Spring is the season for federal and provincial government budgets. There’s been a lot of economic news for the cultural sector in recent weeks, especially for the book industry. Large amounts have been set aside to promote local arts, while other programs have been severely criticized.
On March 17, 2021, Nathalie Roy, Quebec Minister of Culture and Communications, announced $4.08 million in new assistance to encourage Quebecers to take advantage of local cultural products as they prepare to come out of lockdown.
Performing arts venues, movie theatres, museums, art galleries and the book industry will be supported by this new financial assistance. For the time being, most of the money will go to promotional campaigns to attract the Quebec public back into cultural venues.
$800, 000 for #Jelisquébécois
The book industry will be entitled to its share of the pie so it can bring more people into bookstores. A coalition of organizations will put those funds to use by launching the 2nd phase of the Je lis québécois campaign.
Like the 1st phase that took place in October 2020, the 2nd phase will include a wide-ranging promotional campaign for local books and booksellers. In conjunction with the campaign, a series of activities were held to mark World Book and Copyright Day on April 23.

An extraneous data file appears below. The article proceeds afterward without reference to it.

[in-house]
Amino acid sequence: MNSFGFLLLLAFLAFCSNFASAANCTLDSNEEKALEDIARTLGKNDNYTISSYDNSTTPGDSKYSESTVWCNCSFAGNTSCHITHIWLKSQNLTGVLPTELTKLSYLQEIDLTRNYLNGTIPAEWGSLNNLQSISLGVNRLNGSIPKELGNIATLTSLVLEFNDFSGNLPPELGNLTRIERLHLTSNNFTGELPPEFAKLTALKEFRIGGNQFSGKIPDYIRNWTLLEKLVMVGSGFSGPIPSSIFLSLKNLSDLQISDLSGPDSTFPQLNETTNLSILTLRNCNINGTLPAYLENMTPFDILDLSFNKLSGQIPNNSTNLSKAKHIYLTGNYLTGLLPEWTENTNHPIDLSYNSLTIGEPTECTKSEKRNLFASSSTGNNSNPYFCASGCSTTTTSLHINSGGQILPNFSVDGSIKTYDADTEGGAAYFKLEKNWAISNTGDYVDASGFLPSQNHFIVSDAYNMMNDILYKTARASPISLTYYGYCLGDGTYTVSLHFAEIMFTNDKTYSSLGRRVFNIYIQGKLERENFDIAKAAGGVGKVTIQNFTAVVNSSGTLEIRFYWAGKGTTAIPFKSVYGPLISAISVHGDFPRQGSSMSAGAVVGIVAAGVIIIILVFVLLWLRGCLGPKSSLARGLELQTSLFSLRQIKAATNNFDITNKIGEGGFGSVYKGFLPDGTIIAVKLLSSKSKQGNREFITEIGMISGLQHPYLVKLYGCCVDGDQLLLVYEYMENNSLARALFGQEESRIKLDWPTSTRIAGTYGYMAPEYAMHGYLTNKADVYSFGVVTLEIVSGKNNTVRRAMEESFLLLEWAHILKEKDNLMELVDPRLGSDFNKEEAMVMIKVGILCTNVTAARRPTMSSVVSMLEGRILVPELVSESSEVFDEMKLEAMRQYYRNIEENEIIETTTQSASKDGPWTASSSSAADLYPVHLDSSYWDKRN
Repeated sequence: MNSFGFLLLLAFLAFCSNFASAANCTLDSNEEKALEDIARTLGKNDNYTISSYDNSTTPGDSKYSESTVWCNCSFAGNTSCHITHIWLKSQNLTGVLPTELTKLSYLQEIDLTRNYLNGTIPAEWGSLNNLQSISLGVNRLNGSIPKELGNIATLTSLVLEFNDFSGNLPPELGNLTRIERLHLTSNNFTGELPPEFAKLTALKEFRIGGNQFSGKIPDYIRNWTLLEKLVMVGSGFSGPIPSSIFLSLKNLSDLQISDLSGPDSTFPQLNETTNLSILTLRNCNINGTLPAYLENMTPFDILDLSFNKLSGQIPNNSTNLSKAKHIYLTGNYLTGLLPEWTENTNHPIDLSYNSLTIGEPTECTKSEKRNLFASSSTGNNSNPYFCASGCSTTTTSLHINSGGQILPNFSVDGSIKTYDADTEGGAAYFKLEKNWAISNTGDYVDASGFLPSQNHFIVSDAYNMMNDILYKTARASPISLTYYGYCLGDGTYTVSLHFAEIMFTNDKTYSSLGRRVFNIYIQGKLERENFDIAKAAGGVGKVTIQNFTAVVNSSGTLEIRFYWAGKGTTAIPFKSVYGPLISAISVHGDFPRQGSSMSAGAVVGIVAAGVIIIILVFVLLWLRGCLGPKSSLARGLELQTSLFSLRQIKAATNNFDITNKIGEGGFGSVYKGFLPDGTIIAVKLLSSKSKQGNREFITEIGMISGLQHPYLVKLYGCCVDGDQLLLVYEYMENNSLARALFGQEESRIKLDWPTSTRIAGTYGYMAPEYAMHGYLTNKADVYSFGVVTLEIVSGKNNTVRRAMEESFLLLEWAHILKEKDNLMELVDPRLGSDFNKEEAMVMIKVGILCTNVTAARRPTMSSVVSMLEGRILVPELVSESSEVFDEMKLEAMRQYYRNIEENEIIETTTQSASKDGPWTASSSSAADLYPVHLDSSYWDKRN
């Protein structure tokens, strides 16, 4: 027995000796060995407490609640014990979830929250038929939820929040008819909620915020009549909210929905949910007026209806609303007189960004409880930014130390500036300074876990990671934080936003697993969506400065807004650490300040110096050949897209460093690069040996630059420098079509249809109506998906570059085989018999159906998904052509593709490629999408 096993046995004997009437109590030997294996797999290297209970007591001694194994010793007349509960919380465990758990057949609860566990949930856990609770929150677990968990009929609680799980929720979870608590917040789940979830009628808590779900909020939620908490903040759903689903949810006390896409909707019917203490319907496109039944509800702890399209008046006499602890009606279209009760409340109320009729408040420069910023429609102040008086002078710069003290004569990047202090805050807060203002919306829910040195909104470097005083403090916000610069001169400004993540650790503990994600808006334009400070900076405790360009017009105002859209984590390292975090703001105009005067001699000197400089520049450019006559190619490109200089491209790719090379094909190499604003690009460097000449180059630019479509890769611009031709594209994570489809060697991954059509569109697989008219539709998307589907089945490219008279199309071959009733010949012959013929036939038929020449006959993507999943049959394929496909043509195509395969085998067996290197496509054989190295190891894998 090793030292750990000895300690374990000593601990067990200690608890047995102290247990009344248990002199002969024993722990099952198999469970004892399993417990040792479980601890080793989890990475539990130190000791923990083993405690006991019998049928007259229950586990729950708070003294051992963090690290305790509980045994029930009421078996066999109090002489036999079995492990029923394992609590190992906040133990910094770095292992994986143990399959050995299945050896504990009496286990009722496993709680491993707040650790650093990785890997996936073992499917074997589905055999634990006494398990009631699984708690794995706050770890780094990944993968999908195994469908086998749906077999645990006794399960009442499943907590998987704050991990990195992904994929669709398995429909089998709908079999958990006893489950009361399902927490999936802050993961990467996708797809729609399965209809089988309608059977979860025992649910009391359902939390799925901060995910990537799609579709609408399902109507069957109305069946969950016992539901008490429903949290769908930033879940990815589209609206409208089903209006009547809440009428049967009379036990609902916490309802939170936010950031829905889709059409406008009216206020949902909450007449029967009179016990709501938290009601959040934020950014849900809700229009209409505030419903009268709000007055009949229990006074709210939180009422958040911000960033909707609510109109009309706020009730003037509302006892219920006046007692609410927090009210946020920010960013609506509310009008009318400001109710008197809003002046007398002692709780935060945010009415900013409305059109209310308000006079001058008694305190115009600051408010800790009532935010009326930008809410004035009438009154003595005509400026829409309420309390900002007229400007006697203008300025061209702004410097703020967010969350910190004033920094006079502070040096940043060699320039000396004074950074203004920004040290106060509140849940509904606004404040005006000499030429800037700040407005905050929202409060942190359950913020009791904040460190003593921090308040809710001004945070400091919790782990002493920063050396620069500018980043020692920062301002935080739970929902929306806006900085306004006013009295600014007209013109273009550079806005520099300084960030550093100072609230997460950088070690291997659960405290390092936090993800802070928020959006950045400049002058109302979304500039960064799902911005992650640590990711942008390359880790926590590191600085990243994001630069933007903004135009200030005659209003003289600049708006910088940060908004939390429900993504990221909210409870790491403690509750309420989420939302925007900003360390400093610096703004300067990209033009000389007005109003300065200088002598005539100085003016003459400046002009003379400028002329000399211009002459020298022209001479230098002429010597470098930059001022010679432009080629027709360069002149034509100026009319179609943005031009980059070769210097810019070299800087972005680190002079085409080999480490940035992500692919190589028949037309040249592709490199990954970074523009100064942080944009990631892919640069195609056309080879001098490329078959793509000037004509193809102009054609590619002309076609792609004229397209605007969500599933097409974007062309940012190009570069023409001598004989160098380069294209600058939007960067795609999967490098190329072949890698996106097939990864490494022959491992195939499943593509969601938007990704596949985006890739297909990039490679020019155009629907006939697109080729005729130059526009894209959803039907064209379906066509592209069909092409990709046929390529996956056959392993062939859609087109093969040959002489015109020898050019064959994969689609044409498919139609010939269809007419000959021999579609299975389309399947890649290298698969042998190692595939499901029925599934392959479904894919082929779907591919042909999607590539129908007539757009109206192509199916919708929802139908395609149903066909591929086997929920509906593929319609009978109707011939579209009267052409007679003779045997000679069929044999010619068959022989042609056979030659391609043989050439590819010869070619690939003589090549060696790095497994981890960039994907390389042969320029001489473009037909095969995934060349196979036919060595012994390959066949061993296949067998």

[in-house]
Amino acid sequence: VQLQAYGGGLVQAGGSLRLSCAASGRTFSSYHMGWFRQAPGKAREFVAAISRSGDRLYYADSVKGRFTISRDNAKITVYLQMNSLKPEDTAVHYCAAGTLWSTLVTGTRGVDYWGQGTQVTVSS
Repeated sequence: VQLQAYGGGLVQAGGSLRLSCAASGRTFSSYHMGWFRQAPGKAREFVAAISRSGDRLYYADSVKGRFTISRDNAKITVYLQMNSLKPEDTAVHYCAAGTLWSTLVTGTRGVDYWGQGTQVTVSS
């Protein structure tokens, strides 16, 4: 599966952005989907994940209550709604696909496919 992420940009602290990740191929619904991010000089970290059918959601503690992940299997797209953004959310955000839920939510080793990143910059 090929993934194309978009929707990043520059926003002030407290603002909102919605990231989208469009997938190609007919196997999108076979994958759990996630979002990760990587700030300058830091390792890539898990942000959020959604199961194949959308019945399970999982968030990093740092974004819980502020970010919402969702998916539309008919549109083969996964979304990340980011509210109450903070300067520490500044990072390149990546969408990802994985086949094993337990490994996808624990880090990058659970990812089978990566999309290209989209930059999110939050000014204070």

This initiative was organized by key organizations in the book industry, including the Union des écrivaines et des écrivains québécois (UNEQ), the Association des libraires du Québec (ALQ) and the Association nationale des éditeurs de livres (ANEL), which is spearheading the project.
According to Arnaud Foulon, ANEL president, this campaign will benefit the entire ecosystem and will highlight the rich “bibliodiversity” found here. For example, the site jelisquébécois.com has been up and running since last fall and showcases the offerings of neighbourhood bookshops in Quebec.
Quebec budget provides $392 million over 6 years
The Quebec budget released on March 25 frees up more funds for the cultural sector’s recent recovery plans. In particular, amounts have been earmarked to help create connections between culture and education and support the sector’s digital ambitions. In those specific areas, the book industry and Copibec have already been very active.
At the federal level, the budget was released on April 19.
CRB not as effective as CERB
On March 23, Le Devoir explained that the Canada Recovery Benefit (CRB), which replaced the Canada Emergency Response Benefit (CERB), has not been effective in protecting Canadian creators.
While 67% of Quebec artists took advantage of the CERB in Spring 2020, only 34% have benefitted from the CRB. Why is that?
Unlike the CERB, which was a universal benefit based solely on income, the CRB is more like employment insurance. Many of the artists that journalist Catherine Lalonde interviewed said it was more complex to qualify for the CRB. Applicants have to calculate all their income and, as is the case for employment insurance, they have to demonstrate they haven’t turned down any “reasonable work.”
Now that we’re facing the pandemic’s 3rd wave, will the Quebec government’s financial programs and the CRB constitute a strong enough social safety net to protect artists?